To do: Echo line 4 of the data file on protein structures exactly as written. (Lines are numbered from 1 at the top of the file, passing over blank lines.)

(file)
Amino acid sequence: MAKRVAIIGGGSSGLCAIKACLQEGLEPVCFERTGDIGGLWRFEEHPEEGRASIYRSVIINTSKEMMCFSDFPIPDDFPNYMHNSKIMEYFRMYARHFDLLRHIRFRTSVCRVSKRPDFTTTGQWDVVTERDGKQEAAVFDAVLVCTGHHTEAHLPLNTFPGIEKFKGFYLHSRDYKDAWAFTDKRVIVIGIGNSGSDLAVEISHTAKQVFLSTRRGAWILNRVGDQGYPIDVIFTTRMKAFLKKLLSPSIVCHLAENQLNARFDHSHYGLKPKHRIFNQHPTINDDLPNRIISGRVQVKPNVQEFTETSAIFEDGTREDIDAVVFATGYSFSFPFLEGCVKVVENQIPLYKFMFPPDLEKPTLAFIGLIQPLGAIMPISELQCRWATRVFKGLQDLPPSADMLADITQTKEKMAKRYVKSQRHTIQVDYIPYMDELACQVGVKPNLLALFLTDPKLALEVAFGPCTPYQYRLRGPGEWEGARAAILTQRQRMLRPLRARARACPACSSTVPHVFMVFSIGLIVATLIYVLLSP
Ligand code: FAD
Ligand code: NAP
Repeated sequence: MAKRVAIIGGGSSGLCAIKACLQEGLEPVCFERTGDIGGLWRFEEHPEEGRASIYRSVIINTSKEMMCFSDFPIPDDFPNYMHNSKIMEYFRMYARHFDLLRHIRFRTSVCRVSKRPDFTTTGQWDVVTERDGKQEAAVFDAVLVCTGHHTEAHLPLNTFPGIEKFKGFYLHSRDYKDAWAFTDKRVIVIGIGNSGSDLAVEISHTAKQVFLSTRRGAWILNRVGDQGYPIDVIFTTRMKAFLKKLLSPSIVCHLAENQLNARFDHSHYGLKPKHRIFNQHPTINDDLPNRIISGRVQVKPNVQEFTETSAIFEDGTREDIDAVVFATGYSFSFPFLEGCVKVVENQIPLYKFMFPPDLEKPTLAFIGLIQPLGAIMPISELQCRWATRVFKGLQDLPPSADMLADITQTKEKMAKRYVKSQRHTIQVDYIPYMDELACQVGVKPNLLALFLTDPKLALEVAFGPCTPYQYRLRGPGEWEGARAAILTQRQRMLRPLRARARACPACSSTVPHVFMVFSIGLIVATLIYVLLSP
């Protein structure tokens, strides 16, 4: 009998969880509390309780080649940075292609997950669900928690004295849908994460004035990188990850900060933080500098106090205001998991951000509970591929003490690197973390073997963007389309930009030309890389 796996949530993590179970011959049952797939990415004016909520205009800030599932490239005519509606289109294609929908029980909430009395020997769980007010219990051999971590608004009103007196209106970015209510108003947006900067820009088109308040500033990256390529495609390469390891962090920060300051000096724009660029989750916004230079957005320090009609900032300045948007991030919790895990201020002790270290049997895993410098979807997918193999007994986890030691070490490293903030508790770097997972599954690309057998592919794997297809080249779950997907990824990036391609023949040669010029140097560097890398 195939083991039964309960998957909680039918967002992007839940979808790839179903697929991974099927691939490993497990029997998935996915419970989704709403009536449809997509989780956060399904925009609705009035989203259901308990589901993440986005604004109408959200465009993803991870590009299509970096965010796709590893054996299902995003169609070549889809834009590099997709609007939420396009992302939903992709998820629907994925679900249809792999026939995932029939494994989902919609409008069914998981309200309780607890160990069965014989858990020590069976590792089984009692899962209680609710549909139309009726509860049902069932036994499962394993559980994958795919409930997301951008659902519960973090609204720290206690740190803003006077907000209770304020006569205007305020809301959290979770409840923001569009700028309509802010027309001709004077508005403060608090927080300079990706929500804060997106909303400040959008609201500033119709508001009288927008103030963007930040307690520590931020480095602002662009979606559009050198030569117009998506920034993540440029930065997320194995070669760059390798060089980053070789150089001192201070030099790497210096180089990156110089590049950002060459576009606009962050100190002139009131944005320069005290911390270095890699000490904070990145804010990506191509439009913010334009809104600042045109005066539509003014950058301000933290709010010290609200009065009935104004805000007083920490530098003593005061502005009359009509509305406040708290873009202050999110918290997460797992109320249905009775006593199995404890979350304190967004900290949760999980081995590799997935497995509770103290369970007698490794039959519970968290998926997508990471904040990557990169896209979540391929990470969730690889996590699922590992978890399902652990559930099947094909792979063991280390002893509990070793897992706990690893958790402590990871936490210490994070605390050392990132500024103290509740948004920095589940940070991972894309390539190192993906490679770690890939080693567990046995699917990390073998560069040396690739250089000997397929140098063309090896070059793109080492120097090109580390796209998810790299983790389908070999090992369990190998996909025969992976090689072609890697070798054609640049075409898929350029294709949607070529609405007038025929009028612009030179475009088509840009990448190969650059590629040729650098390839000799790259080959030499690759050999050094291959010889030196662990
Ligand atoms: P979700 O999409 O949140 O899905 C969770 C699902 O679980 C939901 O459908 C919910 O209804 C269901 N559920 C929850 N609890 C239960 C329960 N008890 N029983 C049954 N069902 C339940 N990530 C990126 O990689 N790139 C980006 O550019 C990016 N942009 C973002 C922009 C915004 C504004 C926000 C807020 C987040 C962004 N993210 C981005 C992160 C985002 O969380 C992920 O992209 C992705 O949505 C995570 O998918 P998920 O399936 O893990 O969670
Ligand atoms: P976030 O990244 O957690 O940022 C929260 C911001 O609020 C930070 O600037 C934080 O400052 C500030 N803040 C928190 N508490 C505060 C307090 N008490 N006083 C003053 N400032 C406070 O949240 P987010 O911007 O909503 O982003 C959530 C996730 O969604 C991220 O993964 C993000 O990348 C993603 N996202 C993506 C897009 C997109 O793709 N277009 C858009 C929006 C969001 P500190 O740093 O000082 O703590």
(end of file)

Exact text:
Repeated sequence: MAKRVAIIGGGSSGLCAIKACLQEGLEPVCFERTGDIGGLWRFEEHPEEGRASIYRSVIINTSKEMMCFSDFPIPDDFPNYMHNSKIMEYFRMYARHFDLLRHIRFRTSVCRVSKRPDFTTTGQWDVVTERDGKQEAAVFDAVLVCTGHHTEAHLPLNTFPGIEKFKGFYLHSRDYKDAWAFTDKRVIVIGIGNSGSDLAVEISHTAKQVFLSTRRGAWILNRVGDQGYPIDVIFTTRMKAFLKKLLSPSIVCHLAENQLNARFDHSHYGLKPKHRIFNQHPTINDDLPNRIISGRVQVKPNVQEFTETSAIFEDGTREDIDAVVFATGYSFSFPFLEGCVKVVENQIPLYKFMFPPDLEKPTLAFIGLIQPLGAIMPISELQCRWATRVFKGLQDLPPSADMLADITQTKEKMAKRYVKSQRHTIQVDYIPYMDELACQVGVKPNLLALFLTDPKLALEVAFGPCTPYQYRLRGPGEWEGARAAILTQRQRMLRPLRARARACPACSSTVPHVFMVFSIGLIVATLIYVLLSP